Create a business proposal to entice customers to switch their current account to Lloyds bank.
The business proposal:
Switch to a lloyds current account and get 3 months fee-free orranged overdraft when you switch.
You will need to talk about the business proposal in depth and how after the three months the proposal will allow Iloyds to make more money after the three months is done with numeric figures. The numeric figures doesnt have to be real in terms of real life figures but a good esitmate and links correctly with other figures it is fine
You should present a clear business case for investment in the activity you propose. You are not required to develop an actual campaign action plan or agency brief. Instead you should focus on:
1) Your rationale for setting the objective/s and metrics you have: Draw on your situation analysis to explain what benefits your campaign will bring to the business, why it is needed, how it adds value to or improves upon existing marketing activities. 2) Explaining WHY the strategic approach you propose is appropriate to the objective/s you have set: Use theory and research to show why and how it will work.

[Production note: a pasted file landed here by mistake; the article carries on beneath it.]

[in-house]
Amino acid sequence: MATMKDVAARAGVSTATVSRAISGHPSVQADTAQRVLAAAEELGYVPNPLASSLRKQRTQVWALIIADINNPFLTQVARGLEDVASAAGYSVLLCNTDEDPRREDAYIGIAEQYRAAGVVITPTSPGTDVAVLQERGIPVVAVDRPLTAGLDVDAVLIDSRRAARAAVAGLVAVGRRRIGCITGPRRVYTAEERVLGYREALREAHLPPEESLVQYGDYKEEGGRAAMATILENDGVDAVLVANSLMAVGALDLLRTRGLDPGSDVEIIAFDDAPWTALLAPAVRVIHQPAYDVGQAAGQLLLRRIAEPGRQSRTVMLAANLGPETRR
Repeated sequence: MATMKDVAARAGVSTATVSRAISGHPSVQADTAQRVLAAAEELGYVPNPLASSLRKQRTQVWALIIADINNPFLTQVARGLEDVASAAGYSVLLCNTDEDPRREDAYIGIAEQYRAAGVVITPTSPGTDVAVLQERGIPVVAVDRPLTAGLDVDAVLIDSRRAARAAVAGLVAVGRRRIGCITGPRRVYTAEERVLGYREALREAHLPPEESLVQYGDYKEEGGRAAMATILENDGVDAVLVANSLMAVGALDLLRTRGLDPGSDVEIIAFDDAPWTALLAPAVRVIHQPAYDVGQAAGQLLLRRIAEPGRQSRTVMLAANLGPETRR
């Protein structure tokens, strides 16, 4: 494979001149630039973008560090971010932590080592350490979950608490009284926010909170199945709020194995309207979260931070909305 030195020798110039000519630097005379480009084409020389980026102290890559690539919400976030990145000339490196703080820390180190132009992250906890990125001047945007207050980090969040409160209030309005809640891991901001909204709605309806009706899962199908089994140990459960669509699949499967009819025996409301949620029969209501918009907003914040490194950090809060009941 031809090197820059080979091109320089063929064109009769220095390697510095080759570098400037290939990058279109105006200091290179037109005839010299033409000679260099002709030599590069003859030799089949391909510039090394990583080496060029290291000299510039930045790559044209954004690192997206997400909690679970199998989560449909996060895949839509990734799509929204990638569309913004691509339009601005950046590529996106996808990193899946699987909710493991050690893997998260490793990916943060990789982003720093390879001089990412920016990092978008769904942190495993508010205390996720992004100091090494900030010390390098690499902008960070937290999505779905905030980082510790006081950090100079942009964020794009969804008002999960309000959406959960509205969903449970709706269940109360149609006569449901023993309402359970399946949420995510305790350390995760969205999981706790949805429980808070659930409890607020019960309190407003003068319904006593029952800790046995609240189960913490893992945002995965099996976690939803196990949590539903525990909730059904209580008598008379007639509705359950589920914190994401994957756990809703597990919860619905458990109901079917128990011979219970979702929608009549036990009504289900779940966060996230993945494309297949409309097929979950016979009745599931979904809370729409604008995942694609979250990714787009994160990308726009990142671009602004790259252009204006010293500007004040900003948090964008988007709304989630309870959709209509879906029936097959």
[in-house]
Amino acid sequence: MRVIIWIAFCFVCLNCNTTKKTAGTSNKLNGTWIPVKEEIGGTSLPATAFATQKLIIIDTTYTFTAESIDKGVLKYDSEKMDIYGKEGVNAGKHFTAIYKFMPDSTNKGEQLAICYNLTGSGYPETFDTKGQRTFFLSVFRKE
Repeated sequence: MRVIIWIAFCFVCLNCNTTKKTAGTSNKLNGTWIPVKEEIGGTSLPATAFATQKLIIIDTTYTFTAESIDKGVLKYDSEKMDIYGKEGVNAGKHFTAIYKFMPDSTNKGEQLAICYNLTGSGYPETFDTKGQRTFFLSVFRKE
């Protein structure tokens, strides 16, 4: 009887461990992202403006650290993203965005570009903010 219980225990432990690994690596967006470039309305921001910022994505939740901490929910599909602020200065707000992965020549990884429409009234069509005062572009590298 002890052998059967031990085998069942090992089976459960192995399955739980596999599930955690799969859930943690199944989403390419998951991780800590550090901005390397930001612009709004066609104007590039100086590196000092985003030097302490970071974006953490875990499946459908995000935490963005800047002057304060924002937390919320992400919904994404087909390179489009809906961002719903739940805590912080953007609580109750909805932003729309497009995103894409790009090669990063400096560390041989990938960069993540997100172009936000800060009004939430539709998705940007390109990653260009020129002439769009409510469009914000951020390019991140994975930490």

So lets define the difference between apology, forgiveness and reconciliation. The following definition is from the Webster Dictionary. Apology is a formal justification, defense, excuse; an admission of error accompanied by an expression of regret. It implies an attempt to avoid or remove blame or censure. Steve Cornell posted on the web a really great insight into the difference between forgiveness and reconciliation. Here he summarizes a key distinction: “It’s possible to forgive someone without offering immediate reconciliation. It’s possible for forgiveness to occur in the context of one’s relationship with God apart from contact with his/her offender. But reconciliation is focused on restoring broken relationships. And where trust is deeply broken, restoration is a process-sometimes, a lengthy one”. So why the importance of distinguishing the difference? Steve continues to explain why recognizing the difference is important: “The process of reconciliation depends on the attitude of the offender, the depth of the betrayal, and the pattern of offense. When an offended party works toward reconciliation, the first and most important step is the confirmation of genuine repentance on the part of the offender (Luke 17:3).” So another word that can be used for reconciliation is ‘Transformation’. So when we sin we separate ourselves from God’s love or put a barrier between God and ourselves. We have deliberately, by our own free will, performed an act of disobedience against God. We can apologize to God, but it does not hold the person accountable to change or transformation of oneself. But if we ask for forgiveness resulting in reconciliation, we then are asked by God for a commitment to change in which a transformation takes place of ones lifestyle. The sacrament of reconciliation can also be used as a sacrament of healing. A healing of not only our spiritual self but also our emotional and psychological being. Sin leaves ugly scars on a person. These scars can be emotional and psychological which can have physical effects. A person can go to a physician and be healed from the physical aspect but if the scars go deeper into the spiritual being of a person then one is not completely healed. A good example are women who have had an abortion. No term can adequately express the heartbreak that abortion causes, but for the purposes of identification we will call it Post-Abortion Trauma. Common feelings associated with Post-Abortion Trauma include guilt, grief, anger and regret. These feelings frequently manifest themselves through anti-social, self-destructive, and other abnormal behaviors. Many who suffer from Post-Abortion Trauma experience flashbacks, nightmares, and varying degrees of depression. The woman who holds a Christian worldview is very likely to begin, at some point after her abortion, to feel like a “second-class citizen” in God’s economy, even though she may know this to be incompatible with Scripture. She usually will either turn away from the church completely or try to “prove herself” by being good long enough until God will finally forgive her. Many post-abortive women, as we have already described, are secretly convinced that their transgressions are literally in a class by themselves, beyond the reach of God’s forgiveness. The more important task, then is to accept on an emotional lev>